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Magic Topic 1. Definitions. Magic (from Merriam-Webster’s Dictionary). 1 a : the use of means (as charms or spells) believed to have supernatural power over natural forces b : magic rites or incantations 2 a : an extraordinary power or influence seemingly from a supernatural source

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magic topic 1

Magic Topic 1


magic from merriam webster s dictionary
Magic(from Merriam-Webster’s Dictionary)
  • 1 a: the use of means (as charms or spells) believed to have supernatural power over natural forces
  • b: magic rites or incantations
  • 2 a: an extraordinary power or influence seemingly from a supernatural source
  • b: something that seems to cast a spell : ENCHANTMENT
  • 3: the art of producing illusions by sleight of hand
what is magic
What is magic?
  • Frazer, The Golden Bough, 1900
    • Magic is a technique that aims to manipulate impersonal forces
j g frazer
J. G.Frazer
  • Magical thought
  • belief that objects and individuals
  • act on each other at a distance,
  • through a secret ‘fellow-feeling’ (‘sympathy’)
how does magic differ from religion
How does magic differ from religion?
  • Tylor (1871), Primitive Culture:
    • Magic does not entail belief in spiritual beings
  • Durkheim, Elementary Forms of Religious life (1951)
    • Religions involve communities, magic concerns individuals
how does magic differ from religion1
How does magic differ from religion?
  • Malinowski, Magic, Science, and Religion (1948)
    • Religions have intangible, long term goals, magic concrete and practical
malinowski 1948
Malinowski 1948
  • Studied Trobriand culture with its diverse aspects of magic, canoe magic, garden magic, language of magic with its special pronunciation
back to frazer
Back to Frazer
  • Magic as technique with practical goals
law of sympathy



Law of Similarity Law of Contact

(Homeopathic Magic) (Contagious Magic)

magic acc to frazer
Magic (acc. to Frazer)

Theoretical Practical




Positive Magic Negative Magic

Sorcery Taboo

magic and greek thought

Magic and Greek thought

The sources of knowledge

in homer 8th bce
In Homer (8th BCE)…
  • I know = I have seen/felt and now I possess a certain sentiment towards…’
classical greek thought
Classical Greek Thought
  • “Classical Greek thought that was grounded in the natural sciences”
  • “Something unusual happened in Greece ... Whereas the previous great cultures of the Mediterranean had used mythological stories … to explain the operations of the world and of the self, some of the Greeks … instead of reading their ideas into, or out of, ancient scriptures or poems, began to use reason, contemplation, and sensory observation to make sense of reality.”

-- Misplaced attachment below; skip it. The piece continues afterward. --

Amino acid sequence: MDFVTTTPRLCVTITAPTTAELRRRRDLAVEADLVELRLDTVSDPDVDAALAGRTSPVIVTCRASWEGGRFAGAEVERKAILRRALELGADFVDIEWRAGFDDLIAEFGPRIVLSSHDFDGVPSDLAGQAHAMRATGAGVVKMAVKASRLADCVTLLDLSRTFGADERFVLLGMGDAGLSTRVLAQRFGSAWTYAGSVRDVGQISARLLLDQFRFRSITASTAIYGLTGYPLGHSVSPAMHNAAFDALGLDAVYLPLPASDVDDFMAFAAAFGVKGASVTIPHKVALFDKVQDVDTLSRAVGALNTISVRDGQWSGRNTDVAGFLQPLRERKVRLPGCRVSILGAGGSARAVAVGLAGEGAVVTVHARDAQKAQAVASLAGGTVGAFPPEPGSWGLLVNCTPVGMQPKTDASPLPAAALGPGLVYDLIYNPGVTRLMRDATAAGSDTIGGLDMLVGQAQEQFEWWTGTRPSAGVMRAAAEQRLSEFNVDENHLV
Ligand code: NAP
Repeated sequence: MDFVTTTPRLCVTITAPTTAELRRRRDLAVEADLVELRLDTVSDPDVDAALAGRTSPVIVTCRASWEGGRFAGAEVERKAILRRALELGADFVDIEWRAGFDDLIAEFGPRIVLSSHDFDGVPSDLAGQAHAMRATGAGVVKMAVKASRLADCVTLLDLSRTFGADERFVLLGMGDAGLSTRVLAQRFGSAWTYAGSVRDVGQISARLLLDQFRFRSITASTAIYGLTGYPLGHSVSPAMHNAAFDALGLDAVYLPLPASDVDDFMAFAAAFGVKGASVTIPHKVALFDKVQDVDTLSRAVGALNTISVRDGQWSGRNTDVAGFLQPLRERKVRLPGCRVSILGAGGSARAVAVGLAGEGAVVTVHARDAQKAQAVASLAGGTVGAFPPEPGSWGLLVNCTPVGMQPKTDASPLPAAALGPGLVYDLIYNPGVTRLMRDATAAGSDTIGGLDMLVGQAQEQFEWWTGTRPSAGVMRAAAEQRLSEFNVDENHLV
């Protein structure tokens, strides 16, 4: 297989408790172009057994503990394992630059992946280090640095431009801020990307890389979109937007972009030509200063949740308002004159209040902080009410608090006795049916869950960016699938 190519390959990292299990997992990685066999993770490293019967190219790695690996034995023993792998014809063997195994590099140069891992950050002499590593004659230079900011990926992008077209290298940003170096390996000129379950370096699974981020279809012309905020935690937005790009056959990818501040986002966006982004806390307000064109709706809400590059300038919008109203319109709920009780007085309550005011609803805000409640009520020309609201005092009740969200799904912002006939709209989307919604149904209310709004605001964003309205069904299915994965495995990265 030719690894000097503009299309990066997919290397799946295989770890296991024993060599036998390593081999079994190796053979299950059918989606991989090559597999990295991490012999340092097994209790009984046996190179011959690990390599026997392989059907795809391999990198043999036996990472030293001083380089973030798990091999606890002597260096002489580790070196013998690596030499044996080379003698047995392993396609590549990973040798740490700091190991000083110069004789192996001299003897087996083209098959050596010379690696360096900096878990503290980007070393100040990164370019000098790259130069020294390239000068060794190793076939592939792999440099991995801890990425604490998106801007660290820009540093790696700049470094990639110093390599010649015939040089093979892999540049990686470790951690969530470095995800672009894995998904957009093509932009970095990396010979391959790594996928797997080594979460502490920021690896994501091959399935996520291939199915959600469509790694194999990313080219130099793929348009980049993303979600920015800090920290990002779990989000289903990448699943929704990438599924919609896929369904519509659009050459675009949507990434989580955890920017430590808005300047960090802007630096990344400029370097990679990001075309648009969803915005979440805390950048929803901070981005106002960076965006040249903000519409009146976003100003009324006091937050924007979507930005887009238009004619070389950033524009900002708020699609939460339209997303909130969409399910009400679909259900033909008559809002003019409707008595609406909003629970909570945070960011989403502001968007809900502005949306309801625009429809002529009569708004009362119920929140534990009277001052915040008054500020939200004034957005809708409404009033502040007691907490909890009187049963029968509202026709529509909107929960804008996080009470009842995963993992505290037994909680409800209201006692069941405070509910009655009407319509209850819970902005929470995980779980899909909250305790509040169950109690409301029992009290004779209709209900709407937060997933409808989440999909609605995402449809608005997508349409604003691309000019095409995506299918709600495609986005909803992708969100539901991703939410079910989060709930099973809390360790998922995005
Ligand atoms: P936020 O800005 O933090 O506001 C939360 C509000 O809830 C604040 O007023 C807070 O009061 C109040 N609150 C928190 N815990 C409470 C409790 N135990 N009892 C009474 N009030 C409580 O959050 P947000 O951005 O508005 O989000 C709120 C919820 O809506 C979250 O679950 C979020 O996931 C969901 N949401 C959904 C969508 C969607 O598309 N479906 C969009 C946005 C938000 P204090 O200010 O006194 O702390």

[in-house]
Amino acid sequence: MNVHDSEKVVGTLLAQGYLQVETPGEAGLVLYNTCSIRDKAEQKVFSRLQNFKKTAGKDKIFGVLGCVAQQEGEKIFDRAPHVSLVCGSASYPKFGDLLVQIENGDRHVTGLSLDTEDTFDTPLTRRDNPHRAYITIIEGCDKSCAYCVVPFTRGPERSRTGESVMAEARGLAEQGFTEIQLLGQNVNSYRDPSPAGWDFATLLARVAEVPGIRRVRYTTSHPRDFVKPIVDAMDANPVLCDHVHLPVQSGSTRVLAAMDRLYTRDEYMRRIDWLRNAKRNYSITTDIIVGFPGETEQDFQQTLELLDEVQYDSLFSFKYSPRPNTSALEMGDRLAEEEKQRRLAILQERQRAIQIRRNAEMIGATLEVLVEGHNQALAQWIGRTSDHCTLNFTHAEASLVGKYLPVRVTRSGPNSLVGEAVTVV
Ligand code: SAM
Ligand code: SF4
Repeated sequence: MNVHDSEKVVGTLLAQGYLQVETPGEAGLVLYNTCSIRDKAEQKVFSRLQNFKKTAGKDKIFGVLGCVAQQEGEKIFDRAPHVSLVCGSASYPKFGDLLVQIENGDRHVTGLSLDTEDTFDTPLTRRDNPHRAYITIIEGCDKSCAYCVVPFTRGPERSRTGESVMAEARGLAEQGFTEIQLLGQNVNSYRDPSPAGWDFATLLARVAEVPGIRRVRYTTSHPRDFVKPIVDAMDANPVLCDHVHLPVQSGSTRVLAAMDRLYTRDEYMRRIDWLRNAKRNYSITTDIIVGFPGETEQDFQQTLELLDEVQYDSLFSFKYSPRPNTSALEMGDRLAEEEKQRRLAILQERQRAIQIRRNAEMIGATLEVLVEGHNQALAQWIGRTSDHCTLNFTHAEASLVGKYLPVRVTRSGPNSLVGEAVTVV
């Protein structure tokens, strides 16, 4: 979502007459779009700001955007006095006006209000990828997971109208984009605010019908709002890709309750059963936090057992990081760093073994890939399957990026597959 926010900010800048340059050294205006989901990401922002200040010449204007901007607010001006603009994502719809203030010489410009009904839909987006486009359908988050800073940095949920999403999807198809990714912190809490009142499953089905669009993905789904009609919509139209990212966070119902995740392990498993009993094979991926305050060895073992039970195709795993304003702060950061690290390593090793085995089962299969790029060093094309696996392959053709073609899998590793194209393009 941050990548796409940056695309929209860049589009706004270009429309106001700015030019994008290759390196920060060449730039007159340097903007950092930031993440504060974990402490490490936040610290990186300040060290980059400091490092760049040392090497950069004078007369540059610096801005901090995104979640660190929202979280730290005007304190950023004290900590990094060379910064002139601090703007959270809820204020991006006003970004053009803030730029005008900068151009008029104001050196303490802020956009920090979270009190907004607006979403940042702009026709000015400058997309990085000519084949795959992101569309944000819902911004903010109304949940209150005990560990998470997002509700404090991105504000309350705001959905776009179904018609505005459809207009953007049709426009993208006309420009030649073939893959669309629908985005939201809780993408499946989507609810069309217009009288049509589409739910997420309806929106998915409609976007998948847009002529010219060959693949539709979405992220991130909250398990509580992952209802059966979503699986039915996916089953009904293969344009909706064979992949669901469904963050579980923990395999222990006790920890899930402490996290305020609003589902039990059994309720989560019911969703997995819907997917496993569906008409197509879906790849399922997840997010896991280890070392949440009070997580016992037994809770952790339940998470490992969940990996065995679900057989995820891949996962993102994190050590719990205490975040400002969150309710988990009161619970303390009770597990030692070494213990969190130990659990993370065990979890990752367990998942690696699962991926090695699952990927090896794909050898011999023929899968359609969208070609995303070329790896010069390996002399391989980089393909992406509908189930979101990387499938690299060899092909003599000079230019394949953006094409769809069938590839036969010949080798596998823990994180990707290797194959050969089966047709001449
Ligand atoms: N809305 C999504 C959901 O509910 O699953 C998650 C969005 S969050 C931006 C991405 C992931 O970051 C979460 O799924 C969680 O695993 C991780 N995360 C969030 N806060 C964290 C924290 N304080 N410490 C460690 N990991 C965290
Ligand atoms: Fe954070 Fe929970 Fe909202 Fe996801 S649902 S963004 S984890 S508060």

“In general, philosophy came into existence when the Greeks discovered their dissatisfaction with supernatural and mythical explanations of reality. Over time, Greek thinkers began to suspect that there was a rational or logical order to the universe.”
knowledge is based on
Knowledge is based on
    • Intuition — Sensory perception
          • BCE BCE
  • Heraclitus (7th-6th)
  • Parmenides (5th)
  • Philolaus (5th BCE) Empedocles (5th)
  • Plato (5th - 4th BCE) Aristotle (4th)
heraclitus 6 th 5 th bce
Heraclitus (6th-5th BCE)
  • The underlying harmony of things, Logos, can be perceived intuitively
parmenides 5 th bce
Parmenides (5th BCE)
  • The only way towards knowledge is through religious revelation.
philolaus the pythagorean 5 th bce
Philolaus the Pythagorean (5th BCE)
  • “Nature requires divine, not human, knowledge.”
plato 5 th 4 th bce
Plato (5th - 4th BCE)
  • True knowledge is inborn, and the world we perceive is a mere shadow of the true world of ideas.
empedocles 5 th bce
Empedocles (5th BCE)
  • An intelligent use of the sensory evidence available to mortals, is an aid to philosophical instruction.
aristotle 4 th bce
Aristotle (4th BCE)
  • Patterns of truth can be found in the perceivable world.
for plotinus 3 rd ce
For Plotinus (3rd CE):
  • Magical actions can be explained by “sympathy, because there exists both harmony between similar things and repulsion between dissimilar ones …”
many things are being attracted and enchanted, although no one sets them in motion: true magic then is the love there is in the cosmos, and its opposite, the hate.” (Enneades 4.4.40)”